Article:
South Bend, August 15, 1985
A Vast, Uninhabited Territory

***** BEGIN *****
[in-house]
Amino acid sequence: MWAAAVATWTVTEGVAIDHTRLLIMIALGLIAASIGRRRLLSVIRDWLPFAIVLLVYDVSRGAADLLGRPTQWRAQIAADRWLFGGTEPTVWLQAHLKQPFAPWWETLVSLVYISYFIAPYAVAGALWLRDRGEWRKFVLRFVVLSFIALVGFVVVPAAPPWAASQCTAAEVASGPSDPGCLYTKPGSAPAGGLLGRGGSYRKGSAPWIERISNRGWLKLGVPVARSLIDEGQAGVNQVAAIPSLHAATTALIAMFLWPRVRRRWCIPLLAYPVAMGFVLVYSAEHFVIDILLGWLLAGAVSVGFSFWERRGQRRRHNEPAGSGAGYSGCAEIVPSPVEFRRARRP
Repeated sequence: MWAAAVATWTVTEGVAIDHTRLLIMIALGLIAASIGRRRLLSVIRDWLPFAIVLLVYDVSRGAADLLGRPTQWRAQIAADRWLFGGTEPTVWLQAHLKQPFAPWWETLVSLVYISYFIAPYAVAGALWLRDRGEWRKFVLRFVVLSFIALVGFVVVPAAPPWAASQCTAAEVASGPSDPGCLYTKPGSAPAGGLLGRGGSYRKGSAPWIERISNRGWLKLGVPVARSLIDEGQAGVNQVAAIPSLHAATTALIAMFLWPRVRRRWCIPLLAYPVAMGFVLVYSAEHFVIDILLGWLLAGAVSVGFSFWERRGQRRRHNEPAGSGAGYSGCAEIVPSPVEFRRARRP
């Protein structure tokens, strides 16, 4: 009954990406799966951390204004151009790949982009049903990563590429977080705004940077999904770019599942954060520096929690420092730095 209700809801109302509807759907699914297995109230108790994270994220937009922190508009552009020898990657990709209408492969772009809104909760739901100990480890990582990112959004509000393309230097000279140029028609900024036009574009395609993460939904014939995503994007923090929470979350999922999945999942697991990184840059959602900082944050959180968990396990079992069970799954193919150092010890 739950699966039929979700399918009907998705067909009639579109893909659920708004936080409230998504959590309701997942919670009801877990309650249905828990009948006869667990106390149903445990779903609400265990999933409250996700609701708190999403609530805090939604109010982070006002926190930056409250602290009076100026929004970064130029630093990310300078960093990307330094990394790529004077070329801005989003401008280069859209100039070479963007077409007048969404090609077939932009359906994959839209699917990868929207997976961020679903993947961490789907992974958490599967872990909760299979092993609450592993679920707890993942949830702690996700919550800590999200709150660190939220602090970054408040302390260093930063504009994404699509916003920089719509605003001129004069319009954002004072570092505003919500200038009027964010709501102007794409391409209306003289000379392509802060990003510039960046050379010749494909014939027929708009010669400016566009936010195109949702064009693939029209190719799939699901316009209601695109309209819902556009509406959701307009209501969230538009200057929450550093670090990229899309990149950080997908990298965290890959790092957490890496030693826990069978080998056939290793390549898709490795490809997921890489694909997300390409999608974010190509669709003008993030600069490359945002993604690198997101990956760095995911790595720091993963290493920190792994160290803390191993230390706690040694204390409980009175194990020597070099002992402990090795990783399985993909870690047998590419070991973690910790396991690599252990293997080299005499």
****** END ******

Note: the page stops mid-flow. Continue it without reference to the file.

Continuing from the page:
On the return flight to America, the Swissair plane flew along the 60th degree of latitude, passing the Southern tip of Greenland. It was a clear day. One could see the floating ice and green shimmering icebergs below, while glacier fields were shining in the sun on the horizon. Thereafter, the jet cruised in a wide circle over Labrador, flying over the Southern end of the Hudson Bay, down to the 50th parallel to the Great Lakes. During this three-hour flight no trace of a human settlement was to be seen. Coming from Europe, one is always surprised and peculiarly touched by this vast, uninhabited territory. Between the 50th and 60th degrees of latitude, Europe still lies in the moderate climatic zone and is densely populated from Frankfurt to Oslo. By way of contrast, the same latitudes in North America are exposed to arctic temperatures. A large part of Canada with its tundra, extensive forests and thousands of lakes is situated between the 50th and the 60th parallels, encompassing a virtually uninhabited wide stretch of land. Only when the airplane reached the Great Lakes at Sault Ste. Marie and then slowed down over Michigan for landing in Chicago, farmland, villages and cities came into view as signs of a permanent settlement.